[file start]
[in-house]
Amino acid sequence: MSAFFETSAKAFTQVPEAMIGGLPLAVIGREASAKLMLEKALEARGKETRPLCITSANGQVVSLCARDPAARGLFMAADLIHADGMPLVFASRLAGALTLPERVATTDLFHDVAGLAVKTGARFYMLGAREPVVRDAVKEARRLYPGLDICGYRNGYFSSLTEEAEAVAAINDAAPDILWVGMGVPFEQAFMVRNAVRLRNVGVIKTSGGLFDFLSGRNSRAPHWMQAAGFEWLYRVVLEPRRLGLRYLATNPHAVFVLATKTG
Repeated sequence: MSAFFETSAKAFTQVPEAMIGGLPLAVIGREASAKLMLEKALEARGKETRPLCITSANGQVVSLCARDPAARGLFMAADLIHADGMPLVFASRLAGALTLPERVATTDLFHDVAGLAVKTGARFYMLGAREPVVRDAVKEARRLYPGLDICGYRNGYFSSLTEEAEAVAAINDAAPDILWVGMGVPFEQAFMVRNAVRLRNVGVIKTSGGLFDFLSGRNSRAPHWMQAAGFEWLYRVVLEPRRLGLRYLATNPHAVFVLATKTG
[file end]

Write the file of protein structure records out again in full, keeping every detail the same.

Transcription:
[in-house]
Amino acid sequence: MSAFFETSAKAFTQVPEAMIGGLPLAVIGREASAKLMLEKALEARGKETRPLCITSANGQVVSLCARDPAARGLFMAADLIHADGMPLVFASRLAGALTLPERVATTDLFHDVAGLAVKTGARFYMLGAREPVVRDAVKEARRLYPGLDICGYRNGYFSSLTEEAEAVAAINDAAPDILWVGMGVPFEQAFMVRNAVRLRNVGVIKTSGGLFDFLSGRNSRAPHWMQAAGFEWLYRVVLEPRRLGLRYLATNPHAVFVLATKTG
Repeated sequence: MSAFFETSAKAFTQVPEAMIGGLPLAVIGREASAKLMLEKALEARGKETRPLCITSANGQVVSLCARDPAARGLFMAADLIHADGMPLVFASRLAGALTLPERVATTDLFHDVAGLAVKTGARFYMLGAREPVVRDAVKEARRLYPGLDICGYRNGYFSSLTEEAEAVAAINDAAPDILWVGMGVPFEQAFMVRNAVRLRNVGVIKTSGGLFDFLSGRNSRAPHWMQAAGFEWLYRVVLEPRRLGLRYLATNPHAVFVLATKTG